Authors: Sato, K; Salter, R; Zajac, AD

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Sato, K, Salter, R & Zajac, AD 2024, 'Reducing CO2 accumulation in cemented paste backfill with optimised solids–cement equivalency and chemical admixtures', in AB Fourie & D Reid (eds), Paste 2024: Proceedings of the 26th International Conference on Paste, Thickened and Filtered Tailings, Australian Centre for Geomechanics, Perth, pp. 545-556,

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Backfilling in mining constitutes approximately 30% of the mine's total operational expenses. Cemented paste backfill (CPB) has become a favourable backfilling method due to its capability to provide highly secure structural properties. However, a significant cost associated with CPB is the cementitious binder, which generally constitutes up to 2 to 10% of the overall paste mass. Cement is an essential constituent imparting strength to the paste, ensuring sufficient mechanical properties to support the filled stopes and securing a safe underground environment. The consumption of this binder directly reflects the material cost, as well as the accumulation of carbon footprint generated during its production and transport. Therefore, reducing cement content without compromising the performance of the paste fill operation generates both environmental and economic benefits. Amid the industry's goal of minimising carbon footprint, this research explores the potential of compensating cement by augmenting the solids content of the paste mix, facilitated by the addition of chemical admixtures to improve the paste's fresh properties. The study involved observing several paste mixes, assessed over an extended time to determine the best optimum balance between cement and solids content, while also considering the cost-effective dosage of the admixture. The introduction of admixture enhanced the paste properties, improving fluidity and reducing pressure and friction within the pipelines, enabling an increase in solids content between 0.4 to 1.5% in magnitude. This compensated for a 0.3% points reduction in cement content without compromising the unconfined compressive strength of the cured paste. Reduction in cement led to substantial savings equating to 165 t of cement and 154 t in carbon dioxide accumulation for every 100,000 wet tonnes of paste batched. Together with alternative CO2 savings, such as reduced freight and increased volume of reused tailings, optimisation of paste mix designs showcases the potential to yield significant environmental and economic benefits.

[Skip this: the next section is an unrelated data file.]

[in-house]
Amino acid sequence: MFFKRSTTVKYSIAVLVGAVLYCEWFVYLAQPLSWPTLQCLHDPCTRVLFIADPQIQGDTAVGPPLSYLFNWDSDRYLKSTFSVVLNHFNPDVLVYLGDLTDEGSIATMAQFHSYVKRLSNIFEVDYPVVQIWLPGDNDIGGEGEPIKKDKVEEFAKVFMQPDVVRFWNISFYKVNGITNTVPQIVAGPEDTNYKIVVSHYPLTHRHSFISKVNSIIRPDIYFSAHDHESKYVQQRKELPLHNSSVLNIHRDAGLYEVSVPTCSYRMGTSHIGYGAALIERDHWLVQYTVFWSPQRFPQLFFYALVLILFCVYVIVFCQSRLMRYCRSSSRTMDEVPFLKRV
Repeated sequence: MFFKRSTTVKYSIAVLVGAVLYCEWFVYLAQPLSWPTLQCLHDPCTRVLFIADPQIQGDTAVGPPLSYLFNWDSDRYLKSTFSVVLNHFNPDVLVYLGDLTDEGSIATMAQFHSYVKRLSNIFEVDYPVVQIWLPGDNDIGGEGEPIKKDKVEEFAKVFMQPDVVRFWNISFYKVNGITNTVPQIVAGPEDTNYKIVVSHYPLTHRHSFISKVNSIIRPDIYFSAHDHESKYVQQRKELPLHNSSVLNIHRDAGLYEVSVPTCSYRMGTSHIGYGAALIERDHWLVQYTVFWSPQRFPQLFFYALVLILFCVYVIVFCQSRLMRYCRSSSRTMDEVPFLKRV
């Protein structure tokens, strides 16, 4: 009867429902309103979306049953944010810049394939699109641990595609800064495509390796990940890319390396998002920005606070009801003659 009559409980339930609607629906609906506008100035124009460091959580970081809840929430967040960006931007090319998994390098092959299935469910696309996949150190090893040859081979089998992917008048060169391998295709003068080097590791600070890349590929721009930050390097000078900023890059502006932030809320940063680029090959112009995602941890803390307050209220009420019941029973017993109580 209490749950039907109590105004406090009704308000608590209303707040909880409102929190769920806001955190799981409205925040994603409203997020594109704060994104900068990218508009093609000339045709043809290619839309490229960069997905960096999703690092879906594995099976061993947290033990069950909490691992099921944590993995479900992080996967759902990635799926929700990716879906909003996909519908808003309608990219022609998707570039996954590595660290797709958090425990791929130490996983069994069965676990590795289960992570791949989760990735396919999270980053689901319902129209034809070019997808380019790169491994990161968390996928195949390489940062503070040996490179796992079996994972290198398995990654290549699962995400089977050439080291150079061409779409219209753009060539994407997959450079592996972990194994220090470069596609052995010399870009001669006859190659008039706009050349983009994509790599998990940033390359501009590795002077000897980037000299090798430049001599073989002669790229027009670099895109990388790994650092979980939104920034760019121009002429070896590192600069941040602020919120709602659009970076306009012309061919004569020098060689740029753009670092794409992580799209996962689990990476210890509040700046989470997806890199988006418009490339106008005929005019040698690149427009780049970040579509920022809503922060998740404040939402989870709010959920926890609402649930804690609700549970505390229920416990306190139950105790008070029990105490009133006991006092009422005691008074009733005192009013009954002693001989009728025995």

Keywords: backfill, cemented paste backfill, carbon dioxide reduction, cement reduction, sustainability, paste mix optimisation, admixtures

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